Biden opens federal wallet to buy half a million new EV chargers

The Biden Administration wants to build out a national network of electric vehicle chargers that will dramatically increase the number of places that drivers can plug in, part of the White House's huge $2 trillion Infrastructure Plan announced today. The wide-reaching strategy covers everything from replacing and repairing neglected highways through to ensuring equal access to high-speed internet, but saves some cash to fill in gaps in EV charging.

It's certainly an area where expects, automakers, and drivers alike agree that more should be done. Although sales of electrified vehicles such as all-electric BEVs and plug-in hybrids are growing, that's only highlighting the paucity – and unpredictability – of public charging provisions.

That's not just a challenge for those wanting to use their EVs on road trips. Potential urban electric vehicle owners typically cite an absence of charging provision as a key challenge preventing them from picking an EV. With the majority of charging taking place at home or the office, not having a garage or a dedicated parking space with charger provisions can be a dealbreaker for BEVs.

Biden's Infrastructure Plan will address that with a $174 billion investment into the electric vehicle transition. Part of that will go on grant and incentive programs for state and local governments, along with the private sector, to build a national network of EV chargers. The goal is 500,000 installed by 2030.

Some of the money will also go on promoting American EVs. "U.S. market share of plug-in electric vehicle (EV) sales is only one-third the size of the Chinese EV market. The President believes that must change," the White House said today in a fact sheet about the Infrastructure Plan. "He is proposing a $174 billion investment to win the EV market. His plan will enable automakers to spur domestic supply chains from raw materials to parts, retool factories to compete globally, and support American workers to make batteries and EVs."

Meanwhile, there'll be new point of sale rebates and tax incentives, which will specifically encourage the purchase of American-made EVs, the White House says.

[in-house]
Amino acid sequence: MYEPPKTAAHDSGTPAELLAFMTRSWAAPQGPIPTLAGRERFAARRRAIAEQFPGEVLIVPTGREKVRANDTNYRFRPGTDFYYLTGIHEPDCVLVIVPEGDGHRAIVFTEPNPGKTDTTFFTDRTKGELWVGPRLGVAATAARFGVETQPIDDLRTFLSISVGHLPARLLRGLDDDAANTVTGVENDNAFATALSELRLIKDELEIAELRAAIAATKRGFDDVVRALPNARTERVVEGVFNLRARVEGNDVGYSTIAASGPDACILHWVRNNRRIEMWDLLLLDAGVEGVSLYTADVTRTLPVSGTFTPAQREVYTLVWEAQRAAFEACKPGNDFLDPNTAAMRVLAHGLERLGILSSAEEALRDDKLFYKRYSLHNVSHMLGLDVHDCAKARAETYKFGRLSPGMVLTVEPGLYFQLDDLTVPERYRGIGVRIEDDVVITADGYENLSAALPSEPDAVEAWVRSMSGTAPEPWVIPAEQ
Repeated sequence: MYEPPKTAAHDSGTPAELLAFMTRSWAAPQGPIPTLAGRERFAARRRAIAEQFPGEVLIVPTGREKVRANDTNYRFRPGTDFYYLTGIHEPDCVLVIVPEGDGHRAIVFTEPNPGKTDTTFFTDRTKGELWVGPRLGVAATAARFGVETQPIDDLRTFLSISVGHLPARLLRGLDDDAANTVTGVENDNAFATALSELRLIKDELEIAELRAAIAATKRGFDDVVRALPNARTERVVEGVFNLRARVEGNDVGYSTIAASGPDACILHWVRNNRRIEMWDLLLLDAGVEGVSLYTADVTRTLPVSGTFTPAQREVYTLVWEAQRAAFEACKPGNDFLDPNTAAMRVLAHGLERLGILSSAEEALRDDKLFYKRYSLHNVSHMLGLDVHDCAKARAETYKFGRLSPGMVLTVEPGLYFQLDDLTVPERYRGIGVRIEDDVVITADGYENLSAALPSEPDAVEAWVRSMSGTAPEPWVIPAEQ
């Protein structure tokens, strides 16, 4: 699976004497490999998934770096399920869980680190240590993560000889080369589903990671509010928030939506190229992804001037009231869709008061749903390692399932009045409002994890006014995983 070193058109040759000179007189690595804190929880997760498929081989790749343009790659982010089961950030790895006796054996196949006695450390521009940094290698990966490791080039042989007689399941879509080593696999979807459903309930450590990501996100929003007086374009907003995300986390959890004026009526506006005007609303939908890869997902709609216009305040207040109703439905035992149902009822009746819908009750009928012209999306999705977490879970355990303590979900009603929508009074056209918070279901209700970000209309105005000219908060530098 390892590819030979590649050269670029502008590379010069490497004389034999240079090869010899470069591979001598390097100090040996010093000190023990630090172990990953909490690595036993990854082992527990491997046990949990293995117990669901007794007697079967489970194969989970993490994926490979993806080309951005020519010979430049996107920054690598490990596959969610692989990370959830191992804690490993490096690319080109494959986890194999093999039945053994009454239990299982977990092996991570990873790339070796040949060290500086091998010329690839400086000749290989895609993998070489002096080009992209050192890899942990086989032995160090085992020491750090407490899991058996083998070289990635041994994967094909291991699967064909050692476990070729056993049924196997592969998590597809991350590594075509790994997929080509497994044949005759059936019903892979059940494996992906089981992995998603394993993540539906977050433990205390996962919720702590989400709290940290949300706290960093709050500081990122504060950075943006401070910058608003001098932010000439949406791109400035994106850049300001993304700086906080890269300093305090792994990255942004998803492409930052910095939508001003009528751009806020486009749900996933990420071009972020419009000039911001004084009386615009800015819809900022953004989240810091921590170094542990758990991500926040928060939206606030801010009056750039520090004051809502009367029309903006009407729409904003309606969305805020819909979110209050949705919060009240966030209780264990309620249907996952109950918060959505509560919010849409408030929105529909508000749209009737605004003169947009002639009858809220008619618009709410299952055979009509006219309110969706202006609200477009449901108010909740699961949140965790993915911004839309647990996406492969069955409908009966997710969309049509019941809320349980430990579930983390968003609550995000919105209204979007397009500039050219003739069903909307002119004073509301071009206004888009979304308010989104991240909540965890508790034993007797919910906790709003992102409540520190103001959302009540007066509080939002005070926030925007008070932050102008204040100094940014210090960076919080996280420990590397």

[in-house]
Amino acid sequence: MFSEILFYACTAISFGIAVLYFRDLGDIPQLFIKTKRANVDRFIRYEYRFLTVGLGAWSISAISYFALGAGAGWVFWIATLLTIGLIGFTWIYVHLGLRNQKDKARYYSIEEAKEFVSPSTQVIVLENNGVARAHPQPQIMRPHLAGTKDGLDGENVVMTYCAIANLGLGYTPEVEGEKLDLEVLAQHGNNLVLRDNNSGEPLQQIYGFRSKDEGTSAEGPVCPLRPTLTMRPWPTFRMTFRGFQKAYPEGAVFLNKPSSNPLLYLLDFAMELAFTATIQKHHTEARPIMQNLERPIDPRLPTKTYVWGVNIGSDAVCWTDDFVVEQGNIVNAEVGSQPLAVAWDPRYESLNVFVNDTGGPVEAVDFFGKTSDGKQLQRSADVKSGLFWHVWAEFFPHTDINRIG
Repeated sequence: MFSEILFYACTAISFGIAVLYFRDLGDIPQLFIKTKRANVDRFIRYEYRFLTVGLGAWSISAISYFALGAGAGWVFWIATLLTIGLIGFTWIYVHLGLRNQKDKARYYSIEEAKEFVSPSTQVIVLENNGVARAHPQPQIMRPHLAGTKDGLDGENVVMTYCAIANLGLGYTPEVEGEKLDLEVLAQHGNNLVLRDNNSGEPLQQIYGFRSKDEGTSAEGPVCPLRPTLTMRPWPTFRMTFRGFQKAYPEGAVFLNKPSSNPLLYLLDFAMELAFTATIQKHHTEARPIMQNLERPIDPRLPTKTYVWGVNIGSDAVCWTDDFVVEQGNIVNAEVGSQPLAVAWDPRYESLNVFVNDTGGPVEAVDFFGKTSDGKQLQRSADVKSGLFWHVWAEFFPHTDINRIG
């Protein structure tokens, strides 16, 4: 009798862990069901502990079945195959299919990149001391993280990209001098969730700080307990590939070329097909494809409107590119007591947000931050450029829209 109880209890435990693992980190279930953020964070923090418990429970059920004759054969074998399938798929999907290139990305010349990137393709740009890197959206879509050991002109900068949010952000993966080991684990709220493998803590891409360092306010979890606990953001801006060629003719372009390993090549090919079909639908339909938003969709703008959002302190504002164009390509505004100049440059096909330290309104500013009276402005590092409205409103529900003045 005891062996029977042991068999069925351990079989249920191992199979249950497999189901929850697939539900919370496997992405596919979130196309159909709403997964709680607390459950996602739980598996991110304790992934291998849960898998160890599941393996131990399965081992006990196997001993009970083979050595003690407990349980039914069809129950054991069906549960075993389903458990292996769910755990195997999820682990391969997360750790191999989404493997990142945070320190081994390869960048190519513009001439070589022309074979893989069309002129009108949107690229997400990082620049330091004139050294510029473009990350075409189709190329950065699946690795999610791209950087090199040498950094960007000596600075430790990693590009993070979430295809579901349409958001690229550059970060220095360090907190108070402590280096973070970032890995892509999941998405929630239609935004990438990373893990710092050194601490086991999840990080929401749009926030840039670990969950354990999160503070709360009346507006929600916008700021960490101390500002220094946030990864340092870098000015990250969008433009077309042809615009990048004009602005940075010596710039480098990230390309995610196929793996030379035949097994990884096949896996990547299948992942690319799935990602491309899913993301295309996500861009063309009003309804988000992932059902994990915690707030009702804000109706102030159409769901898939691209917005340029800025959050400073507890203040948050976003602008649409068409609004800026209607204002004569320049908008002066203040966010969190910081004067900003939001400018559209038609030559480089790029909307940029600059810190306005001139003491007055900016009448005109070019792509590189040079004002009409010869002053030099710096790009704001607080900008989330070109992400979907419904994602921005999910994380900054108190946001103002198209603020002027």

Currently, the federal government runs a tax incentive for new electric vehicle purchases. That can be worth up to $7,500, though the credits taper after automakers reach a certain number of EV sales. Currently, only Tesla and GM have reached that point. States typically add their own incentives and rebates on top, though values vary.

There are multiple companies attempting to fill in the electric vehicle charger gaps currently, including Electrify America, ChargePoint, and EVgo. At the same time, Tesla's Supercharger network is perhaps the best known, though only drivers of the automaker's own EVs are eligible to recharge there. It's a strategy we've seen other automakers begin to adopt too: Rivian will have its own chargers as it readies its first EVs for release this year, and Jeep plans to install chargers in leisure areas that only Jeep drivers will be able to use.

Of course, there's more to it all than just plugging in a charger into an outlet. DC fast chargers – which offer considerably faster speeds than home charging might – are generally acknowledged as the key to maximizing EV adoption. With them, depending on their potency and the capabilities of the vehicle plugged in, tens to hundreds of miles of range can be added in as little as 10 minutes. However, the chargers themselves are expensive, and they require equally-expensive installation and provisioning with high-voltage power connections.